Pressed to come up with the money to stave off its public employee pension time bomb, the state of California is jacking up the cost of traffic tickets. Reuters reports:
California legislators have raised fines for traffic infractions to some of the highest in the United States to generate revenue, and the poor are bearing an unfair burden, losing cars and jobs because they cannot pay them, civil rights activists said on Friday.
The Lawyers’ Committee for Civil Rights of the San Francisco Bay Area said in a new report that the $490 fine for a red light ticket in California was three times the national average. The cost was even higher if motorists wanted to attend traffic school in lieu of a conviction or were late paying.
This is a variation of what we call the “blue civil war”—the way the tightening fiscal vise around state and local governments end up pitting Democratic constituencies against one another. In this case, poor and minority Californians, who tend to need to drive further to work, are paying the brunt of the increased traffic fines—which are going to cover the retirement hole for unionized public employees.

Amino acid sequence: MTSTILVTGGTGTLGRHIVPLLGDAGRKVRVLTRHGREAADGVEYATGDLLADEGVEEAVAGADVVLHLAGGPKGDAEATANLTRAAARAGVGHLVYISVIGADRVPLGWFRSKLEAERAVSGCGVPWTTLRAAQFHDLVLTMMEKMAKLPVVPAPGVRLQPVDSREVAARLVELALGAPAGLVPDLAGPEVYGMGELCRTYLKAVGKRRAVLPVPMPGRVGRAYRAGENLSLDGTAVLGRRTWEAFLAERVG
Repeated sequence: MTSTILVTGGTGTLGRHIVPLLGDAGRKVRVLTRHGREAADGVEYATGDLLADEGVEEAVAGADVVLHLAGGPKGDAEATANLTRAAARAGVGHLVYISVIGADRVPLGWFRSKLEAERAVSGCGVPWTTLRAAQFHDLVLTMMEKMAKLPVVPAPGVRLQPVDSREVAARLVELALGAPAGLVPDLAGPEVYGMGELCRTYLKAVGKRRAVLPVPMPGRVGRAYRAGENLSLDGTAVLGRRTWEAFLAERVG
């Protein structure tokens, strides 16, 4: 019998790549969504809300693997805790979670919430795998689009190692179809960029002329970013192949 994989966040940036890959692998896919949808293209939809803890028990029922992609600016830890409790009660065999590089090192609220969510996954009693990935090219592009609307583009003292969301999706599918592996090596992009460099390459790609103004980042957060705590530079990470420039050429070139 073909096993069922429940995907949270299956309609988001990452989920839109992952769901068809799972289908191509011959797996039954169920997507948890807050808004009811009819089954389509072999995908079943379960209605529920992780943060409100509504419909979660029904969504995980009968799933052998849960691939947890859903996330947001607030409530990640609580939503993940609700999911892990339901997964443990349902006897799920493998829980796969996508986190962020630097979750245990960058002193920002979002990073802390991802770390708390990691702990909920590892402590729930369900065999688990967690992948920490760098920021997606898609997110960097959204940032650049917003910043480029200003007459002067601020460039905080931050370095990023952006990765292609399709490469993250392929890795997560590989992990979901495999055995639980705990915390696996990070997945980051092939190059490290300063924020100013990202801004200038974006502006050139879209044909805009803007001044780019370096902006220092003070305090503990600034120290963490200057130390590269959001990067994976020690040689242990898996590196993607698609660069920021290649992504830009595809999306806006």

In the long run, California’s growing pension liabilities will also likely force cuts in education and welfare programs that vulnerable citizens depend on, creating a further conflict between the interests of unions and the interests of the poor.
As the blue model becomes fiscally unsustainable, the political coalition that holds it together will come under strain as well. The big question is whether Republicans or reform-minded Democrats can take advantage of this looming schism.